Important update: The court case referenced in the article is Bank of New York, etc., respondent, v Stephen Silverberg, et al., appellants, et al., defendants. (Index No. 17464-08), 2010-00131, SUPREME COURT OF NEW YORK, APPELLATE DIVISION, SECOND DEPARTMENT, 2011 NY Slip Op 5002; 2011 N.Y. App. Div. LEXIS 4899, June 7, 2011, Decided.
MERS : Mortgage Electronic Registration System
A ruling out of the New York State Appellate Court is yet one more strike against MERS that will likely put a huge roadblock in front of the foreclosure process.
If you are not familiar with MERS, the video at MERS 101 will bring you up to speed.
In a nutshell MERS serves as an electronic database that allows mortgages to be sold with title transferred quickly. This was particularly important in the age of securitizations when mortgages could change hands many times over. One case was related to me where a mortgage was sold hundreds of times.
In addition to saving time MERS also allowed for a significant saving of money because after the original transaction was complete the loan documents from future transactions were no longer filed at the county clerks office.
The system was basically issue free until the collapse of the real estate market and the huge volume of foreclosures that resulted.
Because the mortgage was held in the name of MERS for tens of millions of mortgages, MERS would have to assign that mortgage back to the entity that was going to foreclose, or MERS would begin the foreclosures in its own name.
The problems are many, but for starters it has been determined that MERS cannot be the party to the foreclosure – Strike One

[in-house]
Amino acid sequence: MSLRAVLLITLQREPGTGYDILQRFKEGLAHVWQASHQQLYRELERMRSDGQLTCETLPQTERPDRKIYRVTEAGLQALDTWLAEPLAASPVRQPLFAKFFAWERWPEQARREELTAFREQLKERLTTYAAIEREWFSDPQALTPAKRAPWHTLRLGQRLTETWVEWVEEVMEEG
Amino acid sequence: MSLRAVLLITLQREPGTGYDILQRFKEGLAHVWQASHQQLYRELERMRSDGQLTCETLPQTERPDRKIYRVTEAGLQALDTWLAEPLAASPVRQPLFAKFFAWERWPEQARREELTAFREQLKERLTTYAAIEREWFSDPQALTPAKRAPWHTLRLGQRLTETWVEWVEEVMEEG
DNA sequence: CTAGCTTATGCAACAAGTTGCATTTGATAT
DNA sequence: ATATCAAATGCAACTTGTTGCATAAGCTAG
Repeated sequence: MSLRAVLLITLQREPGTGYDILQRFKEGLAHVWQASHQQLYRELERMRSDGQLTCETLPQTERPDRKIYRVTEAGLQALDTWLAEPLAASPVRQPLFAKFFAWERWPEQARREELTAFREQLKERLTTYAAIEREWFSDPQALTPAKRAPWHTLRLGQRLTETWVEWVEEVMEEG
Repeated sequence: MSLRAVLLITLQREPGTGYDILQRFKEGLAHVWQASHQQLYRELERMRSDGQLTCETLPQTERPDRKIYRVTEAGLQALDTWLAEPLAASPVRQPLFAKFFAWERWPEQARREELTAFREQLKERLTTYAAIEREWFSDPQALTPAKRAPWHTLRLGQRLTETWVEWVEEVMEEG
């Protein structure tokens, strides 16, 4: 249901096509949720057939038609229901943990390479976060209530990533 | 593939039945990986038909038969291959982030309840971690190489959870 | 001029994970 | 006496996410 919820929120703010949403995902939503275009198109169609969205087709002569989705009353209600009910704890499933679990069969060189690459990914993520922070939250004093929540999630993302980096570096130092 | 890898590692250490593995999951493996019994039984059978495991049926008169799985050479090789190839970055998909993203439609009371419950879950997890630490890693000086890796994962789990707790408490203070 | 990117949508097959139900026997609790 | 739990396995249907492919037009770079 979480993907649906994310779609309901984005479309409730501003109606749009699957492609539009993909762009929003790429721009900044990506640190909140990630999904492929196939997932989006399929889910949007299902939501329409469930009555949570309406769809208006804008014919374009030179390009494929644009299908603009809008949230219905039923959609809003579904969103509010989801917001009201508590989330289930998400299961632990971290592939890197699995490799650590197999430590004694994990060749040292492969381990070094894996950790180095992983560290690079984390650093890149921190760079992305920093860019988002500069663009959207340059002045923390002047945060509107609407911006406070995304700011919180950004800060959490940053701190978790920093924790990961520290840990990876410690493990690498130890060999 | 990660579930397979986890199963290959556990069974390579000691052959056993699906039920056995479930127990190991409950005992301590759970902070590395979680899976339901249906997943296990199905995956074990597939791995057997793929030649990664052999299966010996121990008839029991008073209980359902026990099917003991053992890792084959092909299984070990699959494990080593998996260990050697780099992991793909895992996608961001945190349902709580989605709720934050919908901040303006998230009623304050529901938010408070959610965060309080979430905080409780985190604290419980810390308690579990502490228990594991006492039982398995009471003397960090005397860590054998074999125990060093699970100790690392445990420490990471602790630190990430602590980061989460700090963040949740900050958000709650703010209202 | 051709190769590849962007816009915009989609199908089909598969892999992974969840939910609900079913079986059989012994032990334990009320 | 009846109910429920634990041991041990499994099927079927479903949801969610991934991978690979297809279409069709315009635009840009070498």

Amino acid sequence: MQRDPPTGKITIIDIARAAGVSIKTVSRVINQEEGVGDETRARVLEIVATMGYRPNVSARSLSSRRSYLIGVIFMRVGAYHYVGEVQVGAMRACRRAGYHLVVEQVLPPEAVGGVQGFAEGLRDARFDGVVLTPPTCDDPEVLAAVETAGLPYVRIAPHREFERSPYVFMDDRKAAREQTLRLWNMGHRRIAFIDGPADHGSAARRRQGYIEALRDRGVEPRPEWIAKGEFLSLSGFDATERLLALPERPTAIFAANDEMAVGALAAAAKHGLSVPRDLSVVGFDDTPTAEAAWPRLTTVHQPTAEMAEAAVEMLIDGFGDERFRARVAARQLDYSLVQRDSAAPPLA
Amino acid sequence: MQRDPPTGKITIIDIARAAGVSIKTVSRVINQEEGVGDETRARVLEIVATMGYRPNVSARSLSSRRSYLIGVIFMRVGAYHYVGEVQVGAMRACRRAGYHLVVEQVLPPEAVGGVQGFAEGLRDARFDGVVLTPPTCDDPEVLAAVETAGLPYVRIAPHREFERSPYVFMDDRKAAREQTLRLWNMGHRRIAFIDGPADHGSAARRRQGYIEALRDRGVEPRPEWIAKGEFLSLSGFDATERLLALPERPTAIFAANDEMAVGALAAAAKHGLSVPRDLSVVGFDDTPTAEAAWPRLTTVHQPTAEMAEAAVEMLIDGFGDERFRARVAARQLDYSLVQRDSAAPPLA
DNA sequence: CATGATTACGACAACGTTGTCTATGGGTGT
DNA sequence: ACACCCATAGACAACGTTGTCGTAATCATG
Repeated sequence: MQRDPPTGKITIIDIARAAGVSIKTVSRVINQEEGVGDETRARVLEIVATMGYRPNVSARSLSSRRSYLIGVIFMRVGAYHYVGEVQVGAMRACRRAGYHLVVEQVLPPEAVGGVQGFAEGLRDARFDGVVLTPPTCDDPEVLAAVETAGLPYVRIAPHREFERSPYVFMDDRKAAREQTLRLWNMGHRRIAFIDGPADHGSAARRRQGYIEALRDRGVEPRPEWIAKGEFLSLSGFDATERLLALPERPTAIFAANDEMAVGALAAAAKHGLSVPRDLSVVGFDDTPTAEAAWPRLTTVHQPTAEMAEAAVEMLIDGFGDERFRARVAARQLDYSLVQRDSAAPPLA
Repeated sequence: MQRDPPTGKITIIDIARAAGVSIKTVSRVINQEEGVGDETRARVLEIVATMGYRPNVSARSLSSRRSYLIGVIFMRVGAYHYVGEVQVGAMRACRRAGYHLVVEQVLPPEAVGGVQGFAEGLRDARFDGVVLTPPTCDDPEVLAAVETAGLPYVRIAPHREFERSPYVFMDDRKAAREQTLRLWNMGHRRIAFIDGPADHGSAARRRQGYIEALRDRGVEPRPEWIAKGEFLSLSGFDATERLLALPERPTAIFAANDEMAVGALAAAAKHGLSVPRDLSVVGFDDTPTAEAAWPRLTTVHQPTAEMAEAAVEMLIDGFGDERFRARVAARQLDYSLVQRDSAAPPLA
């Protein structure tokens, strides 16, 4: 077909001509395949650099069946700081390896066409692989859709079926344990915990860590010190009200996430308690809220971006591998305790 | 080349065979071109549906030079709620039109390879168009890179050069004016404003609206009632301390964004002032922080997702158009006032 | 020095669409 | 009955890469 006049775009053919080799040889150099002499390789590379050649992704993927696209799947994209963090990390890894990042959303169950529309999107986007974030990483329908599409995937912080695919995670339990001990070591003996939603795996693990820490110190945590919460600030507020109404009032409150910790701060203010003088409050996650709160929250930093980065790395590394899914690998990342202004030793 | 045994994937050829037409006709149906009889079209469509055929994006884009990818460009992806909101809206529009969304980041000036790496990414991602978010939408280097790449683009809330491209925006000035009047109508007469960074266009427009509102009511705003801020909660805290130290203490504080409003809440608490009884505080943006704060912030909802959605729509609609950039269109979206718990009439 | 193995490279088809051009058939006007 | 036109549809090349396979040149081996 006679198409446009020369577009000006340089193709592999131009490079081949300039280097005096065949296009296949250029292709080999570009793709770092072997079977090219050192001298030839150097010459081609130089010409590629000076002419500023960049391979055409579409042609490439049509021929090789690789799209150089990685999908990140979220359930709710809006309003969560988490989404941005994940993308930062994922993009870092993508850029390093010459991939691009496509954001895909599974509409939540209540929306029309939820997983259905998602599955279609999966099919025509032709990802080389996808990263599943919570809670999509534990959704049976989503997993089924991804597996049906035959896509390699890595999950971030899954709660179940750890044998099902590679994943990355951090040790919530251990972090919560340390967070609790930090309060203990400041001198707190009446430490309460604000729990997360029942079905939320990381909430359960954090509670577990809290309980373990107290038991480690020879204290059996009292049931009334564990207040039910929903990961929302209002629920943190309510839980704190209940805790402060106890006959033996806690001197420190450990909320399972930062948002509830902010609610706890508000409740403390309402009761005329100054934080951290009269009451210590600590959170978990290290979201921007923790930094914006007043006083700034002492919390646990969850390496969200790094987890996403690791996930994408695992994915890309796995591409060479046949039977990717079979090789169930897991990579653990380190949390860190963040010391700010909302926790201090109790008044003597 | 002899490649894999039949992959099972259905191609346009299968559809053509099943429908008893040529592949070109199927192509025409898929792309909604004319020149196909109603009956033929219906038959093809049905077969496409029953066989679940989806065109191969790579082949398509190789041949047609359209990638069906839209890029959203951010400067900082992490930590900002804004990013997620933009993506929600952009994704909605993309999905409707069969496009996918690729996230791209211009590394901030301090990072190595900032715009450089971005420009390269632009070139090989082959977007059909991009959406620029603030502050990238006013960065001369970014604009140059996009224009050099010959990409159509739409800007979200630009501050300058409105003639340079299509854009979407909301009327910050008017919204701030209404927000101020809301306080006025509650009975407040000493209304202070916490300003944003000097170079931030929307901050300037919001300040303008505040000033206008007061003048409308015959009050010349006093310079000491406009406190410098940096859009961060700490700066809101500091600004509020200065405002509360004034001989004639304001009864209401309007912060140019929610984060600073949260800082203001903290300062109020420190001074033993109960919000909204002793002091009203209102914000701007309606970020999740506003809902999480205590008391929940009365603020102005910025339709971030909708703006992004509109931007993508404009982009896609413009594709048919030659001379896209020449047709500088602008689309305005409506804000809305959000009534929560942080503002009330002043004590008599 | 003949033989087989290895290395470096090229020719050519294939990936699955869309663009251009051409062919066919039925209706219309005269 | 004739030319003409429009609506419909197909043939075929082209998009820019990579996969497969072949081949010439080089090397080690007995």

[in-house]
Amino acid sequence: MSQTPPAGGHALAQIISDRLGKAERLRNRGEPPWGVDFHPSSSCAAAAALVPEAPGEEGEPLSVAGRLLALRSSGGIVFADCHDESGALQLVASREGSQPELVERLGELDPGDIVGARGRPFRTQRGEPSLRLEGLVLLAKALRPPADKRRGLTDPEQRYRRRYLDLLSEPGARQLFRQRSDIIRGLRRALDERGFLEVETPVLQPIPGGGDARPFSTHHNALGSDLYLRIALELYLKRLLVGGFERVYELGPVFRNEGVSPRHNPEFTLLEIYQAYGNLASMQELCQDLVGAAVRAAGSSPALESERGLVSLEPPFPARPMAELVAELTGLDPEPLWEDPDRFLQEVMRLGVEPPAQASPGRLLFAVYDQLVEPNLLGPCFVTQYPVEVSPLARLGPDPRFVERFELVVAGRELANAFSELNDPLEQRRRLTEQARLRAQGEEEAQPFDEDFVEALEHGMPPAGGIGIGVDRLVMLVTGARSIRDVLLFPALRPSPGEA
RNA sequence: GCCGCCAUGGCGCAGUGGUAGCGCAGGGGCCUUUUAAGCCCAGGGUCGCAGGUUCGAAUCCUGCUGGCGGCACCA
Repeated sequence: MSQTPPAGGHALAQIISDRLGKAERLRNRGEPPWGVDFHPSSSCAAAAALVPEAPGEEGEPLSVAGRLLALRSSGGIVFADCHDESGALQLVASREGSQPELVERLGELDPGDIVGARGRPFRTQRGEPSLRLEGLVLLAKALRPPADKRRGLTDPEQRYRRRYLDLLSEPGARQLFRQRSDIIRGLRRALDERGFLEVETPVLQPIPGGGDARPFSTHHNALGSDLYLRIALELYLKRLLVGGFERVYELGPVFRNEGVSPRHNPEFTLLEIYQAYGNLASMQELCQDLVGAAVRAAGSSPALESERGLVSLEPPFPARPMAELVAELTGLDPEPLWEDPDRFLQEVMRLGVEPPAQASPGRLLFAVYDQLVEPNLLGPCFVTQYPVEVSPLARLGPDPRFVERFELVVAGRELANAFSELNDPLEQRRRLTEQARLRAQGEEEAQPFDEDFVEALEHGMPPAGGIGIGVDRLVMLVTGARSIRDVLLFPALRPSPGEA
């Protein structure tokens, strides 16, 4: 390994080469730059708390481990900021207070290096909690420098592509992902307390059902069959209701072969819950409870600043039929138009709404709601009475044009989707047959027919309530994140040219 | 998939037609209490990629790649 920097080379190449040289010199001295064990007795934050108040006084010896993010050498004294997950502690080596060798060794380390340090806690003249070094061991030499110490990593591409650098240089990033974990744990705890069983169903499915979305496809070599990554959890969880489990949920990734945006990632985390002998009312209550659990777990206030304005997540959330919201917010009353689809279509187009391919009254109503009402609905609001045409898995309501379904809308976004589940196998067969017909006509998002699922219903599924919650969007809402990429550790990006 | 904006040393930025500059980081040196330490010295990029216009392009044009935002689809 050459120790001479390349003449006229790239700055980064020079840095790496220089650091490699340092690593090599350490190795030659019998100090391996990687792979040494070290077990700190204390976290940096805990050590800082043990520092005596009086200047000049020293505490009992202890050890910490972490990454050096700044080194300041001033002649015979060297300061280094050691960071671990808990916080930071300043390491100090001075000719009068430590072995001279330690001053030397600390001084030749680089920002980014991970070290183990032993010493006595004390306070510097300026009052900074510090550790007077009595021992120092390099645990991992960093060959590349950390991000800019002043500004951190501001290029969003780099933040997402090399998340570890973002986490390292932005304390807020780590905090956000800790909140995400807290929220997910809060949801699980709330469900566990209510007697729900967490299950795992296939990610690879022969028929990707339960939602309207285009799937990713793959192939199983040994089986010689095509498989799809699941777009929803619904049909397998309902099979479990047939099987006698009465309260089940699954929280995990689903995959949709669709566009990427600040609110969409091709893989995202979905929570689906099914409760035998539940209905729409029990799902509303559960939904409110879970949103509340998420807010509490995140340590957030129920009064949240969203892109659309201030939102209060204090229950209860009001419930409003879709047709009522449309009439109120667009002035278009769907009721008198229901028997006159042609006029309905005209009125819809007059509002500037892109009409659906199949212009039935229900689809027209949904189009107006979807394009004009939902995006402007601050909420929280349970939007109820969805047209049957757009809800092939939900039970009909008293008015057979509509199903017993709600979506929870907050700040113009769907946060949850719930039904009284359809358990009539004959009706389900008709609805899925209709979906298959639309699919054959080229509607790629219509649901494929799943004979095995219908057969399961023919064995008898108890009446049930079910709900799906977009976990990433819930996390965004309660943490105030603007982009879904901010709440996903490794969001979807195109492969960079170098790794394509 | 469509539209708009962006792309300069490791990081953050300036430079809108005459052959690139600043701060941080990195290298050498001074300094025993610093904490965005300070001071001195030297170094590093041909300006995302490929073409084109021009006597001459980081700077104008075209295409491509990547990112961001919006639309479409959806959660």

Because of the way that mortgage ownership was transferred in MERS by anyone who had a user name and a password, in many cases it is not known if the lender or servicer involved in the foreclosure actually has the “standing” to foreclose. Put another way, is the entity foreclosing actually the rightful owner of the mortgage and the note – Strike Two
Finally, the recent New York State Appellate Court ruling upholds the idea that the entity foreclosing needs to be in possession of both the mortgage and the note! Because MERS was a mortgage registry and not a holder of the note, in essence this ruling says that MERS cannot assign the right to foreclose because it was never in the possession of the note – Strike Three?
Said the judge in the case: “… This matter involves the enforcement of the rules that govern real property and whether such rules should be bent to accommodate a system that has taken on a life of its own…”
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